• Category Archives Music Reviews
  • Yeasayer – Amen & Goodbye (2016)

    Yeasayer has been one of those bands that you find and you continue to wonder how their fan base never grows any bigger. They have infectious pop songs and crazy world music-infused rock electronic. They’ve done straight rock and reduced synthetic sounds, while maintaining a consistent originality that is hard to find these days.

    I saw them in a little club in 2010 and then again in the same little club this year. Both times, I was blown away at the mastery of their craft. I also loved how some of the songs took on a very different feel when played live. I gained a new appreciation for the bassist, Ira Wolf Tuton, who played almost the entire set on a semi-hollow body fretless bass. At one point, he played the bass solely by fretting with one hand while shaking a maraca with his other hand. Another part had him doing a high up solo that I had always thought was played on keyboard or guitar from the recording.

    Live music digressions aside, this new album is an excellent addition to their body of work. There are some serious gems, from the lead single I Am Chemistry to the dance-inducing Silly Me. What they do best are the harmonious chorus arrangements on songs like Half Asleep and Gerson’s Whistle and I Am Chemistry. This time around, they’ve also added a female vocalist to fill in the frequency gaps and it works very well.

    The instrumental interludes are a bit of a weak point, but otherwise, I think this is a solid album and serious contender for year-end best lists.

  • Glass Animals – How To Be A Human Being (2016)

    how to be a human beingApparently, I only listen to U.K. bands anymore. These guys are relatively new. They released their debut album Zaba a couple of years ago. If I had to classify their sound, I would say it’s “indie electronic rock” but that really doesn’t capture the finer nuances of what they do. If I had to classify them in D&D terms, they would probably be chaotic neutral.

    This new album is a step forward for them as the songwriting seems a bit more honed or at least the theme was more obvious than Zaba. It’s like each of the songs is a little window into the human condition across many walks of life. It’s almost like watching a TV and flipping the channel between songs. I hate commercials so much.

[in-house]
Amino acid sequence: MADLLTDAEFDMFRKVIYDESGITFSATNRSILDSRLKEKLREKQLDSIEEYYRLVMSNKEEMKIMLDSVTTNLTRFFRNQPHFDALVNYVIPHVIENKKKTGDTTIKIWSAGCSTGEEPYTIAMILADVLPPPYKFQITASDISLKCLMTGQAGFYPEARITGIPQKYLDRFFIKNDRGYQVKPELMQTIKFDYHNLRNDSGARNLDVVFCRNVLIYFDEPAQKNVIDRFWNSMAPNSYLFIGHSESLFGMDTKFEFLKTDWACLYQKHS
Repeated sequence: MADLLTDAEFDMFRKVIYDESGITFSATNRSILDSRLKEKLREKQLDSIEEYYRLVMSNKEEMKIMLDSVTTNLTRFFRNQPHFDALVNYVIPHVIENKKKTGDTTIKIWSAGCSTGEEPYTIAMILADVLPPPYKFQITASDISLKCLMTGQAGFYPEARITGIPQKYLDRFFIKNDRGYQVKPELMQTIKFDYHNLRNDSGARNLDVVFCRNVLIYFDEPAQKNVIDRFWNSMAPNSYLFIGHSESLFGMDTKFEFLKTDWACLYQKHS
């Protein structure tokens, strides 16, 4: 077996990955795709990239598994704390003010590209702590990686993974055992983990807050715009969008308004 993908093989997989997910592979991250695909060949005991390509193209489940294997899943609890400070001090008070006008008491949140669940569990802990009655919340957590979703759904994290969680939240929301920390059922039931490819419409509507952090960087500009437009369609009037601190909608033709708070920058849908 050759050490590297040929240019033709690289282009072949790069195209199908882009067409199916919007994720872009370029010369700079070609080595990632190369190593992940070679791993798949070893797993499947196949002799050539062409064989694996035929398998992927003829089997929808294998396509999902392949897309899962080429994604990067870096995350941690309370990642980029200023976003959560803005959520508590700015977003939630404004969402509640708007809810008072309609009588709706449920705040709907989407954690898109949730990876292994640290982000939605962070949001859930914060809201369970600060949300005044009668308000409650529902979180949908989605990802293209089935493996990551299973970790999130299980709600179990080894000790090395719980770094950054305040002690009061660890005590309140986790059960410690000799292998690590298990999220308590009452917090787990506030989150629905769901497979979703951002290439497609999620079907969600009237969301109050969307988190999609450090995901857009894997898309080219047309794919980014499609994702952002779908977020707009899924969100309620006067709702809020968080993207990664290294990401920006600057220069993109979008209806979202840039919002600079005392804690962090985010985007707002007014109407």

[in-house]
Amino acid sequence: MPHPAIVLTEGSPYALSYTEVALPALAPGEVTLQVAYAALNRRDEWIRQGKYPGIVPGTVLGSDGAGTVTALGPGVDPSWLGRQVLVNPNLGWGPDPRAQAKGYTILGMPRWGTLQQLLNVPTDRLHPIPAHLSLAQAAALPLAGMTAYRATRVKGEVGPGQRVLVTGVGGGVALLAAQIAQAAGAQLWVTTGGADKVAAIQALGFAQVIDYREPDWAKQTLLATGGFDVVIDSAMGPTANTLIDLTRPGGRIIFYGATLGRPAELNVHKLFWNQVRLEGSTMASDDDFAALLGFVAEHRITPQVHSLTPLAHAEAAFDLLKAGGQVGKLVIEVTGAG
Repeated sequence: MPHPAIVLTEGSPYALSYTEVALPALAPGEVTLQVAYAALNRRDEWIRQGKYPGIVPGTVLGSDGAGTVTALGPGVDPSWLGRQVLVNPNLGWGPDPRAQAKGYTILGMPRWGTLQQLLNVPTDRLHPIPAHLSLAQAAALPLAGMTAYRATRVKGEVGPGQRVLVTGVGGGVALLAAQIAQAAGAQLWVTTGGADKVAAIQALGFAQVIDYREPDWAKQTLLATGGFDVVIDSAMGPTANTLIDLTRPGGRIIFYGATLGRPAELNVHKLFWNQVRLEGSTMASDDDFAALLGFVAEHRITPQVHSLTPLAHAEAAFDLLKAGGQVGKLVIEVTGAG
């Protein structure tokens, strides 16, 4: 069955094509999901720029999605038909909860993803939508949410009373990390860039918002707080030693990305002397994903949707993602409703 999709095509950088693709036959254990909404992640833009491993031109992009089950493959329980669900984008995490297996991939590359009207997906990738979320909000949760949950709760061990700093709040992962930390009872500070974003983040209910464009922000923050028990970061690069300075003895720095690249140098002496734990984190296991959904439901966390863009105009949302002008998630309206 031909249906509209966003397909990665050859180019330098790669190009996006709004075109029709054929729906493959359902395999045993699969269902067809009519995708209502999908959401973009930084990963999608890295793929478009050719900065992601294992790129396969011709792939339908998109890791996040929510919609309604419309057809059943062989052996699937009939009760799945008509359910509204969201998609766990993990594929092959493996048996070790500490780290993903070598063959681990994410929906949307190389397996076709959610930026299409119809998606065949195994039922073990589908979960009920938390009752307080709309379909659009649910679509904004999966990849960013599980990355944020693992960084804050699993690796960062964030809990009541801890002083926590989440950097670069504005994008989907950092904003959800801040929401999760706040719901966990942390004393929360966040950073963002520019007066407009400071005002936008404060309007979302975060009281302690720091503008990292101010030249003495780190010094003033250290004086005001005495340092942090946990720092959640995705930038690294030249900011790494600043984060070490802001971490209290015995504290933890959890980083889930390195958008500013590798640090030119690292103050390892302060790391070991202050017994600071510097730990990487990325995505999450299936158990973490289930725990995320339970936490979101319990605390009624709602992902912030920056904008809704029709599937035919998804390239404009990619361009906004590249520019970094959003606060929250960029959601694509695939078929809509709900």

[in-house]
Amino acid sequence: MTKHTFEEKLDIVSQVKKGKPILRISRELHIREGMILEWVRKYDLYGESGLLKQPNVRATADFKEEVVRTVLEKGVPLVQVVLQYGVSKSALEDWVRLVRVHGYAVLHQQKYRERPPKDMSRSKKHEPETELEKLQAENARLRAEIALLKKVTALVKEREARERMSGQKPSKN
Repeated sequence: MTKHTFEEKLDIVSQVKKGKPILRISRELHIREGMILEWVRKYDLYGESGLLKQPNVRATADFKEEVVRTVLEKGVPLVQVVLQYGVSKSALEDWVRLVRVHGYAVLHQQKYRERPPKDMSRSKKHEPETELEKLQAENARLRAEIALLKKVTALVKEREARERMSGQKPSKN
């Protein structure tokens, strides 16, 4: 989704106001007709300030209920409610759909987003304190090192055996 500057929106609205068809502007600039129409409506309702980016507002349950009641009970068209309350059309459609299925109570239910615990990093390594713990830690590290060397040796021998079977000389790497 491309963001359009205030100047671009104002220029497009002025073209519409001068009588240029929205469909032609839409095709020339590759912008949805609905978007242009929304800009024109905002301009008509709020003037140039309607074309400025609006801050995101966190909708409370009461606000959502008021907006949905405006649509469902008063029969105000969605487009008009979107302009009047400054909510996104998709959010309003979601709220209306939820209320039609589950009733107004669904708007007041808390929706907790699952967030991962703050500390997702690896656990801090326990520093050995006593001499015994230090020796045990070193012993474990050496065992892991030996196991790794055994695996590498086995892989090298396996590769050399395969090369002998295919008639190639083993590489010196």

Before the album came out, they released “Life Itself” and “Youth” and I enjoyed them, but they didn’t really grab me. Then about the time the album came out, something clicked with “Youth” and I’m not sure if it was reading the lyrics or what. I proceeded to listen to the song on repeat for about a week. I wouldn’t say it’s a perfect song (due to repetition), but I love the melodies and the lyrics (after reading them).

    This is a solid album from beginning to end and I found myself wanting to listen multiple times after digesting the music. It grows and evolves with every listen.

    Don’t be a punk ass. Go check it out.

  • Wild Beasts – Boy King (2016)

    wild-beasts boy kingI’ve been a loyal follower of Wild Beasts since I heard Two Dancers. They are from the U.K. and they have a fairly unique style that encompasses many facets of the rock landscape. They also have two vocalists, one with an airy falsetto and one with a deeper baritone.

    This new album, Boy King, is heavy on the synth pop and it’s delicious. The songs are so infectious and riddled with carnal testosterone-laden subtext. Hell, the title itself is a hidden gem, not to mention the cover.

    As the opener, Big Cat, says: “You can look, but don’t touch.” The whole album is like window shopping wet dreams. Each song is a little peak at something salacious, but hidden enough to make you wonder: “Hmm, what is under that blanket?”

    The production is absolutely superb. It sounds so crisp and yet kind of fatty analog style like it was produced in 2085 (it’s a time paradox). There are meaty beats and fuzzy synths with such clarity. I actually looked up the guy who produced it, John Congleton, and I’ve listened to some other albums he’s produced (St. Vincent). He’s kind of the shit.

    Basically, this album is amazing and I’ve listened to it close to 15 times. It doesn’t get old and it keeps pumping along like a moist well that never dries up. You can interpret that however you choose.